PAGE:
Jun 122018
 
 June 12, 2018  Posted by  Laws, U.S., Youth & Schools

Amy Kosanovich Dickerson and Kendra Yoch of Franczek Radelet P.C. write:

The Firearm Concealed Carry Act (CCA) went into effect in 2013. One of its provisions requires a principal or designee to make a report to the Illinois Department of State Police (ISP) “when a student is determined to pose a clear and present danger to himself, herself, or to others.” The purpose of the provision is to prevent individuals from obtaining a Firearm Owner’s Identification (FOID) Card if they pose a such a danger. When the law was enacted, administrators questioned whether reporting this information to the ISP may conflict with the Family Educational Rights and Privacy Act (FERPA) and the Illinois School Student Records Act (ISSRA). ISP subsequently addressed this issue in its implementing regulations, adopted in December 2013, by appearing to acknowledge that such a report may be made pursuant to the “health and safety” exception under FERPA, stating that “clear and present danger reporting shall be made consistent with [FERPA] to assist the Department with protecting the health and safety of the public by denying persons who present a clear and present danger from having lawful access to weapons.” In response to a November 2013 inquiry sent by the Illinois Association of School Boards, the Department of Education recently confirmed that schools can make such reports without violating FERPA.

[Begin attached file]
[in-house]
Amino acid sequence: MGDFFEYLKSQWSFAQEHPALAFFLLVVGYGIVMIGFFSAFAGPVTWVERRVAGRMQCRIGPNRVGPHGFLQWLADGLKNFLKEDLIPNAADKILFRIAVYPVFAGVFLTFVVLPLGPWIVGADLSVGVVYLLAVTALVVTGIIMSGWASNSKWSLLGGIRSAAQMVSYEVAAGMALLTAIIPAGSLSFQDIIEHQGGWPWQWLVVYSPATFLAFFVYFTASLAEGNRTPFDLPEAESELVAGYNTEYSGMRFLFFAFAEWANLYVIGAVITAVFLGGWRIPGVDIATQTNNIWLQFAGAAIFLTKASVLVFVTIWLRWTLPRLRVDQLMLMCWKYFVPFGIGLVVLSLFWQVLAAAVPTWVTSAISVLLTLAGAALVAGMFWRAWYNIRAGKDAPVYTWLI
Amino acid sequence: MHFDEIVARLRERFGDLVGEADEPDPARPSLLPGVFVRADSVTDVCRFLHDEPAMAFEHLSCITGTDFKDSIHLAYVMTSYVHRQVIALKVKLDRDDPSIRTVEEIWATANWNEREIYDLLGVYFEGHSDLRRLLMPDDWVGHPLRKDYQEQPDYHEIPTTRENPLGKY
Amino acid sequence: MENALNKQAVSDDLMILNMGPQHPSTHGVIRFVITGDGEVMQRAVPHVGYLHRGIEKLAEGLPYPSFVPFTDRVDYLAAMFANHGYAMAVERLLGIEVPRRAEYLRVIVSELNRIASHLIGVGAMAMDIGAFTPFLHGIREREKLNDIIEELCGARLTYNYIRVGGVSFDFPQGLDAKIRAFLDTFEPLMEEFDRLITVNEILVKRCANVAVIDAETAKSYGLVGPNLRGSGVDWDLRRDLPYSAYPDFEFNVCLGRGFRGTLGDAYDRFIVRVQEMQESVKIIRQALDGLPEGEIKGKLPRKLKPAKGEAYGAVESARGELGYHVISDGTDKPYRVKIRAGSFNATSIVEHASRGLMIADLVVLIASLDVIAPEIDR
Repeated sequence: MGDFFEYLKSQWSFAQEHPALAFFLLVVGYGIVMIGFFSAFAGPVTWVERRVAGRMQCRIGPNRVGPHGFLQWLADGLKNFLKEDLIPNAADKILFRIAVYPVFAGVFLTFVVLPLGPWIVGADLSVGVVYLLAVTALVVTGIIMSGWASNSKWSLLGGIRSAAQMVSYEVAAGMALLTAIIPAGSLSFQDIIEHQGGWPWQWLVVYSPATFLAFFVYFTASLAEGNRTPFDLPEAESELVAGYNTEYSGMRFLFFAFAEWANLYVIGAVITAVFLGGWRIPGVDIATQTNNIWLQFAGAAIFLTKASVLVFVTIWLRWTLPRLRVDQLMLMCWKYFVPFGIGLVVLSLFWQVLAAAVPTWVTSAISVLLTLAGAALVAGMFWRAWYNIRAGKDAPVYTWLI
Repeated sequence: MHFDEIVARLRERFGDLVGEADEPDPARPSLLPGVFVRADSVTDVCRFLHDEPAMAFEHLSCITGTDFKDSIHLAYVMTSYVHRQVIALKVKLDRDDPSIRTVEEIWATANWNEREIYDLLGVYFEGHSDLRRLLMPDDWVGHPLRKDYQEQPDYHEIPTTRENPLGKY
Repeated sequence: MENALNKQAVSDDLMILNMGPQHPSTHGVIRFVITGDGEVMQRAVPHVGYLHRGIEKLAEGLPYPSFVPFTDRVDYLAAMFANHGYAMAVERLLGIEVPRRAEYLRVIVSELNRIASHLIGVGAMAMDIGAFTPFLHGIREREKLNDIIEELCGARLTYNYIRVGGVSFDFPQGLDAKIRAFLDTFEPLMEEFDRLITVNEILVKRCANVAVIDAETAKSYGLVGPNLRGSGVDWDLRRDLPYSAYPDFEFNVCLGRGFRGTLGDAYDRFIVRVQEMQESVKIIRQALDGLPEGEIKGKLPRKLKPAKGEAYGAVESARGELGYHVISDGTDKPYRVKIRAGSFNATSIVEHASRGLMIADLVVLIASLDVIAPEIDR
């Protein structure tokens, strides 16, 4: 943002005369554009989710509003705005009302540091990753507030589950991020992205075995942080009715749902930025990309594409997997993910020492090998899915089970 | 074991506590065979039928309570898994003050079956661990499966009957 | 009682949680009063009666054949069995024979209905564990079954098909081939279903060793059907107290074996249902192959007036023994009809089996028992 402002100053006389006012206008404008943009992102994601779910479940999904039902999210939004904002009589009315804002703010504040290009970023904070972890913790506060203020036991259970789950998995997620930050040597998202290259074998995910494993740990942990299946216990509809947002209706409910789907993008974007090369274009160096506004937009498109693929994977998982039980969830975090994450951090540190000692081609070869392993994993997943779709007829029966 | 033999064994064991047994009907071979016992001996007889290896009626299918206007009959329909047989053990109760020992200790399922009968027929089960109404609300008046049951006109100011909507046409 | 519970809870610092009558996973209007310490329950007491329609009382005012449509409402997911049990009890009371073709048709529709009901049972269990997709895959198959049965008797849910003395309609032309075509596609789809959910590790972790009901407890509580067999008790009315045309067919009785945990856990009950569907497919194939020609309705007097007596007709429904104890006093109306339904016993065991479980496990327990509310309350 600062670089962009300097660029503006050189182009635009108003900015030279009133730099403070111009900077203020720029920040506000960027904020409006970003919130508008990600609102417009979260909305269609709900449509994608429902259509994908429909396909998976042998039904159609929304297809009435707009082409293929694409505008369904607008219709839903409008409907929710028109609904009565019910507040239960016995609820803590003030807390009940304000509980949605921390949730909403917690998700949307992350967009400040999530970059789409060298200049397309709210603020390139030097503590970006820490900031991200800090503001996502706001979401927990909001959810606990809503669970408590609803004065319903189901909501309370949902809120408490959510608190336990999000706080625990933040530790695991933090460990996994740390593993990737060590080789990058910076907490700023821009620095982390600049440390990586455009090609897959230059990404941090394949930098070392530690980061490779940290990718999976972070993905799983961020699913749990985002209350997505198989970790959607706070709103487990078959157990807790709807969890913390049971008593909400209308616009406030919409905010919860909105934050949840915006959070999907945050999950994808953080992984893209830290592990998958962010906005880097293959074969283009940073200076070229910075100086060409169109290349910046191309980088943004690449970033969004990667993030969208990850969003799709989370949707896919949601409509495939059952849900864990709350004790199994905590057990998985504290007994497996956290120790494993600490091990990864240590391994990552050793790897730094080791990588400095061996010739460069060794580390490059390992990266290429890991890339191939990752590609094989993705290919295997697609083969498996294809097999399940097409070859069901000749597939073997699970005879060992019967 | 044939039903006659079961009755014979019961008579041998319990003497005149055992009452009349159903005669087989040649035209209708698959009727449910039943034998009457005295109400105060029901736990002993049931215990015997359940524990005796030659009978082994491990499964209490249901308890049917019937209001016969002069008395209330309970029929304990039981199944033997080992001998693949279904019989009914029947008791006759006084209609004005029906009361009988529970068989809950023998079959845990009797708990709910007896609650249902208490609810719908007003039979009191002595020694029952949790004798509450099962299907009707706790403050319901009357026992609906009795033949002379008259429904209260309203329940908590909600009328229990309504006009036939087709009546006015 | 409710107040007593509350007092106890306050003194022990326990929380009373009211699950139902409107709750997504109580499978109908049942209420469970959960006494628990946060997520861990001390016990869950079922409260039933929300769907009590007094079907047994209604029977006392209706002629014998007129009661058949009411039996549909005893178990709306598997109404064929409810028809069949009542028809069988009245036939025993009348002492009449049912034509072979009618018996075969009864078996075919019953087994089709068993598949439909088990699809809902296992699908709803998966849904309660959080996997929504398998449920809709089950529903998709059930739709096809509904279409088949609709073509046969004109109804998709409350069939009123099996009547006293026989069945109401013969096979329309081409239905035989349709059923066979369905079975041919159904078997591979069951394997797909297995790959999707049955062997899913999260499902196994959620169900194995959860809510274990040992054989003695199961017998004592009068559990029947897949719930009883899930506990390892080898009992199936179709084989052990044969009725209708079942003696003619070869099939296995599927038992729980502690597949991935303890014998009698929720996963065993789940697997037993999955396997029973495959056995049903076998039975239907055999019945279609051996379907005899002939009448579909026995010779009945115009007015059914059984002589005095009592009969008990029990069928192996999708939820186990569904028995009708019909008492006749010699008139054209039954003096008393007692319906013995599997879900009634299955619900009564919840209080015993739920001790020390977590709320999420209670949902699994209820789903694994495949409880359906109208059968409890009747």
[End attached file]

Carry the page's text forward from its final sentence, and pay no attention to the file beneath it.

According to the Department of Education’s opinion, one way that a school can make the required report to the ISP and comply with FERPA is if the report is a law enforcement unit record.

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